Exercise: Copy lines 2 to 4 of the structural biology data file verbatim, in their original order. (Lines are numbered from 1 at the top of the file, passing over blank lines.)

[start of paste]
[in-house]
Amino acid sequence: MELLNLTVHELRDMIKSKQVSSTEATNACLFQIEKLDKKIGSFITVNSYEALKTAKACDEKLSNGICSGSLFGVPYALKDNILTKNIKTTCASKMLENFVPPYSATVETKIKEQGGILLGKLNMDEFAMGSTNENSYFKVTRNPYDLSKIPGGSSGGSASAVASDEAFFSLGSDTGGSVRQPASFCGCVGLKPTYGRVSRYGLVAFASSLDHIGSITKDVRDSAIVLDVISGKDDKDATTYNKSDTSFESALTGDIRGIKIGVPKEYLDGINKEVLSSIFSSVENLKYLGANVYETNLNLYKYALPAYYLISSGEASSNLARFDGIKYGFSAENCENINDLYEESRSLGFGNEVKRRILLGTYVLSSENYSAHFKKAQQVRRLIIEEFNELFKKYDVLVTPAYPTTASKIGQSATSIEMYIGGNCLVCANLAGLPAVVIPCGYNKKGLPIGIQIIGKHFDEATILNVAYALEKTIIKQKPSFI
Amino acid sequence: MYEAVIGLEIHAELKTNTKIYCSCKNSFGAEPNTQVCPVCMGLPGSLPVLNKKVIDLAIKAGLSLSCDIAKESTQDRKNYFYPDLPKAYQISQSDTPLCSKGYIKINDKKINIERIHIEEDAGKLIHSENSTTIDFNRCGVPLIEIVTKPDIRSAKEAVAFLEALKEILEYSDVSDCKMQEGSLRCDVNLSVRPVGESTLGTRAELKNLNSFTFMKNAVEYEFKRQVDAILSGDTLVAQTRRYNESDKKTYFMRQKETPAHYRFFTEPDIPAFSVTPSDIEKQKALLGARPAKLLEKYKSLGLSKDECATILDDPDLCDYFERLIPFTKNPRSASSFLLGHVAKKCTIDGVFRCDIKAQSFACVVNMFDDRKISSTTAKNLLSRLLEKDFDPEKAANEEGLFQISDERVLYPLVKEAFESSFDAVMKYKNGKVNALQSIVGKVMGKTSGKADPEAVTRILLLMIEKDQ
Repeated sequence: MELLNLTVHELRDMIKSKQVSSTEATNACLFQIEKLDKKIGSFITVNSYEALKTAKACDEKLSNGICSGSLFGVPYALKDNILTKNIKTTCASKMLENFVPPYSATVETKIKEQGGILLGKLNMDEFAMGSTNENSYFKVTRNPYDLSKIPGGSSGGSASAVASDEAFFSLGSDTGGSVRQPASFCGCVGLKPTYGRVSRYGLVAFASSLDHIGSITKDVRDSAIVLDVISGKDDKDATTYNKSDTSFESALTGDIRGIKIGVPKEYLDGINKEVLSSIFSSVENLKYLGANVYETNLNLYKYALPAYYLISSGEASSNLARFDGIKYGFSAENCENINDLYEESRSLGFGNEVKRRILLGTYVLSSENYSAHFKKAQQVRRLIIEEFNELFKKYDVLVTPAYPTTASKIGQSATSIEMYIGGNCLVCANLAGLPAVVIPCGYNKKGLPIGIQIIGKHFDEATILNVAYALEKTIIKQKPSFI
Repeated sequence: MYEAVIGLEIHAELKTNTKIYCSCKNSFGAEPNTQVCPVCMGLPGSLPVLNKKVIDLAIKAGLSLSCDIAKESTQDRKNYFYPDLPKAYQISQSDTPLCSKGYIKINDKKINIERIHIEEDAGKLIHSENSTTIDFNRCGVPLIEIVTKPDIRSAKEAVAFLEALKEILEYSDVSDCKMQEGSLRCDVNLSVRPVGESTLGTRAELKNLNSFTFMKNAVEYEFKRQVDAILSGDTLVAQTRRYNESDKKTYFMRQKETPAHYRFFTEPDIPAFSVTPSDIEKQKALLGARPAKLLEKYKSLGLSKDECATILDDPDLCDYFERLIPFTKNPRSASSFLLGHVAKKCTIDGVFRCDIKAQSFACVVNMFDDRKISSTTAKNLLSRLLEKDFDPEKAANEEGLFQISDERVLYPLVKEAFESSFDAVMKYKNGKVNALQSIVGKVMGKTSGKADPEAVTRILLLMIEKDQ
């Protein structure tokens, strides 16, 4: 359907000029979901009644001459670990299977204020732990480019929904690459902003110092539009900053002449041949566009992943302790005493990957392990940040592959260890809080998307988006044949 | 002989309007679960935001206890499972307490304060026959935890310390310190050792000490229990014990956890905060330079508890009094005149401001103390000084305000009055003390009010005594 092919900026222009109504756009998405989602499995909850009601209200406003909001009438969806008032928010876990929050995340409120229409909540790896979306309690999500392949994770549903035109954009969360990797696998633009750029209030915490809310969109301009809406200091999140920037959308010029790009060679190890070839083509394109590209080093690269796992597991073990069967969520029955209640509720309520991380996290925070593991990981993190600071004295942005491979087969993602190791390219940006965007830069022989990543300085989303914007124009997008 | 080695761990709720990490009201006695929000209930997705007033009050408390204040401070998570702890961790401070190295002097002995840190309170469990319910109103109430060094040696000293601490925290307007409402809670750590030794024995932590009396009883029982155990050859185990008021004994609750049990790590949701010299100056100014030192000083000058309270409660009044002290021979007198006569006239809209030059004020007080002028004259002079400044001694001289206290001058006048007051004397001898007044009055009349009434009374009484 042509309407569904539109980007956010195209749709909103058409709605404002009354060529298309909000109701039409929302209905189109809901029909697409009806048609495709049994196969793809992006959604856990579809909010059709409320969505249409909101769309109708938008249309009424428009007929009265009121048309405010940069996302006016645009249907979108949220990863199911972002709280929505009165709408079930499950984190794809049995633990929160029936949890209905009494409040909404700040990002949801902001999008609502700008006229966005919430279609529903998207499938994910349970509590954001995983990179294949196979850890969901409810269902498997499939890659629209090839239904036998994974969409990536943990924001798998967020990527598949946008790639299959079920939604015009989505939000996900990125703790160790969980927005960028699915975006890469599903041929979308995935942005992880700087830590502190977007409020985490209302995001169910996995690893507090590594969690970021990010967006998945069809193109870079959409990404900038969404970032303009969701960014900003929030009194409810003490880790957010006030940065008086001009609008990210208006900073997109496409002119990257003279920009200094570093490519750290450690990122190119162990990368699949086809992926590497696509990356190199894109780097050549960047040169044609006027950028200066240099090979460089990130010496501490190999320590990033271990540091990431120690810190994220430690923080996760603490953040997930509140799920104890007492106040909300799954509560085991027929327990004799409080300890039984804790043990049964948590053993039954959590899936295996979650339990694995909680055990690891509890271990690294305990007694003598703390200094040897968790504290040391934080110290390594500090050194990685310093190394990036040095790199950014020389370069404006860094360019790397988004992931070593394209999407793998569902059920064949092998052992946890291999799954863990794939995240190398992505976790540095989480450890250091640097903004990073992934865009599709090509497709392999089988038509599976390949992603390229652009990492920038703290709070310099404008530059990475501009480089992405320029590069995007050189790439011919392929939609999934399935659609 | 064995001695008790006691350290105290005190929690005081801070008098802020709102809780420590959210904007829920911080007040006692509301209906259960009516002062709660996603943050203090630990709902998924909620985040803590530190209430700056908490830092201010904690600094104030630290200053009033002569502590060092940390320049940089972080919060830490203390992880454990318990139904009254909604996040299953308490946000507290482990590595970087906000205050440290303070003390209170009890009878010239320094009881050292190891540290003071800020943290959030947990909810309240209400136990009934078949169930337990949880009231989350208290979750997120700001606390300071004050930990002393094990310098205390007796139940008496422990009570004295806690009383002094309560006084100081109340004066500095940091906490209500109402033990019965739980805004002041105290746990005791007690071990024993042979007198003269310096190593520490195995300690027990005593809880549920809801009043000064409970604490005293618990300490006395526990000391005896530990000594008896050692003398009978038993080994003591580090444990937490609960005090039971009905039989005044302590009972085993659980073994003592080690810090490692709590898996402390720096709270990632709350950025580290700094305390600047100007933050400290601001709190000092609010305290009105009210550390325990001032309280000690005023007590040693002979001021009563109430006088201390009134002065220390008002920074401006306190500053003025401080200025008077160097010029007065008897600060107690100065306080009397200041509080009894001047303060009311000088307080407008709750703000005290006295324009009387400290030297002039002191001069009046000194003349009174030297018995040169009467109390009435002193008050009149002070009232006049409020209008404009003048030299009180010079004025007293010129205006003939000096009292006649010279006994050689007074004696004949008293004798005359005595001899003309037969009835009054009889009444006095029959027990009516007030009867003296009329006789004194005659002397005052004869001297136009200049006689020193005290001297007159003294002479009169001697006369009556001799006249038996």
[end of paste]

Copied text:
Amino acid sequence: MELLNLTVHELRDMIKSKQVSSTEATNACLFQIEKLDKKIGSFITVNSYEALKTAKACDEKLSNGICSGSLFGVPYALKDNILTKNIKTTCASKMLENFVPPYSATVETKIKEQGGILLGKLNMDEFAMGSTNENSYFKVTRNPYDLSKIPGGSSGGSASAVASDEAFFSLGSDTGGSVRQPASFCGCVGLKPTYGRVSRYGLVAFASSLDHIGSITKDVRDSAIVLDVISGKDDKDATTYNKSDTSFESALTGDIRGIKIGVPKEYLDGINKEVLSSIFSSVENLKYLGANVYETNLNLYKYALPAYYLISSGEASSNLARFDGIKYGFSAENCENINDLYEESRSLGFGNEVKRRILLGTYVLSSENYSAHFKKAQQVRRLIIEEFNELFKKYDVLVTPAYPTTASKIGQSATSIEMYIGGNCLVCANLAGLPAVVIPCGYNKKGLPIGIQIIGKHFDEATILNVAYALEKTIIKQKPSFI
Amino acid sequence: MYEAVIGLEIHAELKTNTKIYCSCKNSFGAEPNTQVCPVCMGLPGSLPVLNKKVIDLAIKAGLSLSCDIAKESTQDRKNYFYPDLPKAYQISQSDTPLCSKGYIKINDKKINIERIHIEEDAGKLIHSENSTTIDFNRCGVPLIEIVTKPDIRSAKEAVAFLEALKEILEYSDVSDCKMQEGSLRCDVNLSVRPVGESTLGTRAELKNLNSFTFMKNAVEYEFKRQVDAILSGDTLVAQTRRYNESDKKTYFMRQKETPAHYRFFTEPDIPAFSVTPSDIEKQKALLGARPAKLLEKYKSLGLSKDECATILDDPDLCDYFERLIPFTKNPRSASSFLLGHVAKKCTIDGVFRCDIKAQSFACVVNMFDDRKISSTTAKNLLSRLLEKDFDPEKAANEEGLFQISDERVLYPLVKEAFESSFDAVMKYKNGKVNALQSIVGKVMGKTSGKADPEAVTRILLLMIEKDQ
Repeated sequence: MELLNLTVHELRDMIKSKQVSSTEATNACLFQIEKLDKKIGSFITVNSYEALKTAKACDEKLSNGICSGSLFGVPYALKDNILTKNIKTTCASKMLENFVPPYSATVETKIKEQGGILLGKLNMDEFAMGSTNENSYFKVTRNPYDLSKIPGGSSGGSASAVASDEAFFSLGSDTGGSVRQPASFCGCVGLKPTYGRVSRYGLVAFASSLDHIGSITKDVRDSAIVLDVISGKDDKDATTYNKSDTSFESALTGDIRGIKIGVPKEYLDGINKEVLSSIFSSVENLKYLGANVYETNLNLYKYALPAYYLISSGEASSNLARFDGIKYGFSAENCENINDLYEESRSLGFGNEVKRRILLGTYVLSSENYSAHFKKAQQVRRLIIEEFNELFKKYDVLVTPAYPTTASKIGQSATSIEMYIGGNCLVCANLAGLPAVVIPCGYNKKGLPIGIQIIGKHFDEATILNVAYALEKTIIKQKPSFI